Catherine Ambrose, PhD
Associate Professor and Director of Research
Department of Orthopaedic Surgery
For me it started when we were all told to work from home for a couple of weeks. We didn’t know how long it would last. Pretty quickly I learned my home office was not going to be sufficient, so I went back and forth to work and brought home some computer equipment so that I could transition my work from the lab. I had multiple students signed up to work in the summer, but the Summer Research Program was cancelled, so all of those projects were eliminated or suspended. We had cell culture experiments that we decided to abandon as it requires someone to be in the lab every day.
The research assistants in my lab transitioned to projects they could do from home – working on manuscripts, data analysis, programming. I learned to do online meetings better. We all learned how to connect with people online and keep track of how the research projects were going. All lectures could be done online. We had programs for incoming residents that were hands-on that had to be revised for the trainees. It was chaotic at the beginning, but we learned working virtually is possible, and it’s not as bad or inefficient as we thought it was going to be.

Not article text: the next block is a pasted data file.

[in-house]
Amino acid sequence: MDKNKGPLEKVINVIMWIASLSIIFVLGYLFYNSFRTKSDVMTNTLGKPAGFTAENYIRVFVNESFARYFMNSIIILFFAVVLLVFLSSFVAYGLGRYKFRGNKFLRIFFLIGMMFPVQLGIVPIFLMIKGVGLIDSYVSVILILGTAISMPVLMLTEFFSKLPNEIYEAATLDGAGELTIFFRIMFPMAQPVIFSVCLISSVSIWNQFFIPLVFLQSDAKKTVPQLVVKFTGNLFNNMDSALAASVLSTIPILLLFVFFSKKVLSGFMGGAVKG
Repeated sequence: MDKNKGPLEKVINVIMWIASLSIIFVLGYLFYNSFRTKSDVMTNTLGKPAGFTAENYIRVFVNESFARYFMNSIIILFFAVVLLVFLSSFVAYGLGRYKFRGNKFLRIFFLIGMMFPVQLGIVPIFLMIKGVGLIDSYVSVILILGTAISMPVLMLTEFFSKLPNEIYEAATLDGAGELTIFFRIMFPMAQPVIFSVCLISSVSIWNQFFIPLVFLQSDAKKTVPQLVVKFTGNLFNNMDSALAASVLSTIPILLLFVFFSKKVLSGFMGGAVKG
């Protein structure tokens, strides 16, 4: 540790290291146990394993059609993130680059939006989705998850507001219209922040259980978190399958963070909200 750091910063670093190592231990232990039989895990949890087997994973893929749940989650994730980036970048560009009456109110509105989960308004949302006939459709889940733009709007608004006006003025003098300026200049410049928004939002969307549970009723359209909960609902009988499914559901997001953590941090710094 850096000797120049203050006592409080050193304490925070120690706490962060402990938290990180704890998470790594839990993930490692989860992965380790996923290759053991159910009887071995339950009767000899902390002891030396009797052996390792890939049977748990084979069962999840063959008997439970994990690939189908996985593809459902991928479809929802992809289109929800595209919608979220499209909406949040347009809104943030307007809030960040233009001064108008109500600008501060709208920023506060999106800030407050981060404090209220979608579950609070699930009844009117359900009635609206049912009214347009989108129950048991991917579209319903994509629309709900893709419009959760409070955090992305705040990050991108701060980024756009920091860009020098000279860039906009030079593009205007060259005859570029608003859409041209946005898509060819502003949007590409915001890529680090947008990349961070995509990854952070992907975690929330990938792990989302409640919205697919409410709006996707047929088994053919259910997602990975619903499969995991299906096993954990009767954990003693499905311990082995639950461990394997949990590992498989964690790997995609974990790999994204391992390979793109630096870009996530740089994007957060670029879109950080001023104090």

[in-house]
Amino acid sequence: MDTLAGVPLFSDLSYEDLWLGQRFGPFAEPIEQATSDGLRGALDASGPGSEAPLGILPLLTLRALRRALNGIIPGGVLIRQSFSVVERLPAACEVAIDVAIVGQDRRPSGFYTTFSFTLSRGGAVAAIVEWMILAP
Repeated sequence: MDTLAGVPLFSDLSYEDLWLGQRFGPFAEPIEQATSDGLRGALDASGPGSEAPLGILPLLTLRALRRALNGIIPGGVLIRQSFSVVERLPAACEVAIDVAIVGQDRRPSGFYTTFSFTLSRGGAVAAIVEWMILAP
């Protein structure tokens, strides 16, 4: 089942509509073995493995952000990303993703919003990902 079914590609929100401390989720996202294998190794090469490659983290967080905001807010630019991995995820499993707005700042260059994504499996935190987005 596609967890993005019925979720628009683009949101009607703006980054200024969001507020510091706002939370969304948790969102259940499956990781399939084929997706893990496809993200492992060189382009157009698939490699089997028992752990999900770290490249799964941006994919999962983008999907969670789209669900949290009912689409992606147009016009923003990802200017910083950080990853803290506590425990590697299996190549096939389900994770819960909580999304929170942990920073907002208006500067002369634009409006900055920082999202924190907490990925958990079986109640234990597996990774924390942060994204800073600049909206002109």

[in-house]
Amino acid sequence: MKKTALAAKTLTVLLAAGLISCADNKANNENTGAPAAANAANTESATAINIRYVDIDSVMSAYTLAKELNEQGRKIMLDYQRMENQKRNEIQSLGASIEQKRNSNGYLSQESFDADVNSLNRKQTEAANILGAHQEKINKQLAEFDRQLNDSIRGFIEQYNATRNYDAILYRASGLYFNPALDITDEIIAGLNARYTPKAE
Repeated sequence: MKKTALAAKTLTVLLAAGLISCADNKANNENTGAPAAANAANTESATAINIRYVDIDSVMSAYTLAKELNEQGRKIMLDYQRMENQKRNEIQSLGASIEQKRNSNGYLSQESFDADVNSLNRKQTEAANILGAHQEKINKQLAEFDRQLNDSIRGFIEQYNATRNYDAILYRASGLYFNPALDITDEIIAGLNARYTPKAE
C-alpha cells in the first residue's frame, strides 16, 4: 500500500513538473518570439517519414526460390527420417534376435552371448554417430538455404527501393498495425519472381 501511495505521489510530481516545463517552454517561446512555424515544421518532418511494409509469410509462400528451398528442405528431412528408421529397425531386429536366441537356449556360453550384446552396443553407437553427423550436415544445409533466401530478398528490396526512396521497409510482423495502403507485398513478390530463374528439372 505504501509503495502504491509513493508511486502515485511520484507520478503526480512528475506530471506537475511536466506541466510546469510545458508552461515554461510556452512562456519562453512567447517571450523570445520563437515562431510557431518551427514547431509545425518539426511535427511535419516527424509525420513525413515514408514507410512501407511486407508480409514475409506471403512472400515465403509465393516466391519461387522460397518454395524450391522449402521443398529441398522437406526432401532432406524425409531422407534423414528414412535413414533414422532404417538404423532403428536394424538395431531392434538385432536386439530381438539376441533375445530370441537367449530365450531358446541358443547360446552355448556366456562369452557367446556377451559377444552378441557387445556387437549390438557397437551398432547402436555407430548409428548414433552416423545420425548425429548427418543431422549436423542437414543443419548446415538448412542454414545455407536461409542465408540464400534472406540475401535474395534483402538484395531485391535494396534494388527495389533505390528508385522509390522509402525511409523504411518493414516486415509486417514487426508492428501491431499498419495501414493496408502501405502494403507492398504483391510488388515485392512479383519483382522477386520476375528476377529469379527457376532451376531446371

In some cases, a virtual presence had a positive effect. I am a member of the UTHealth Interfaculty Council, and we meet monthly at UCT. Depending on the members’ schedules, we would have 75 percent attendance. Now we have had meetings with 100 percent attendance because we can meet online. As chair of the Faculty Senate, it’s really helpful for our clinical faculty to have the online meetings because we have an attendance requirement. The virtual format has been a blessing for those in outside locations.
Our residents are back together in person again with the faculty meeting virtually – we all meet each Thursday morning, and they like that face-to-face interaction. The Department of Orthopaedic Surgery has switched to virtual away rotations, where we could have online meetings and conferences with students to get to know them. The plan is for us to able to host students whose medical schools do not offer orthopedic surgery.
Personally, the commuting and parking have been a challenge during the pandemic. I had been commuting in a vanpool that was disbanded and then carpooled with someone who went working from home full time. I came back to the Medical School Building in May, working part time. I will spend four days a week at the Medical School and one day working at home, and that works out. My research personnel share an office, so they are on an alternate schedule and rarely at the building at the same time. Parking at the Texas Medical Center has been a nightmare for so long, flexible schedules may be a way to solve that problem.
I think in the future for meetings, both locally and for national and international meetings, we will keep a hybrid formula of in-person and virtual. We also have seen a need to be more prepared – for the lab we had a limited amount of Lysol wipes, ethanol, and we can’t get access to a 1-millimeter syringe because it’s used for the vaccine. After things get back to normal, the world in general, and us specifically, we need to stockpile a few things.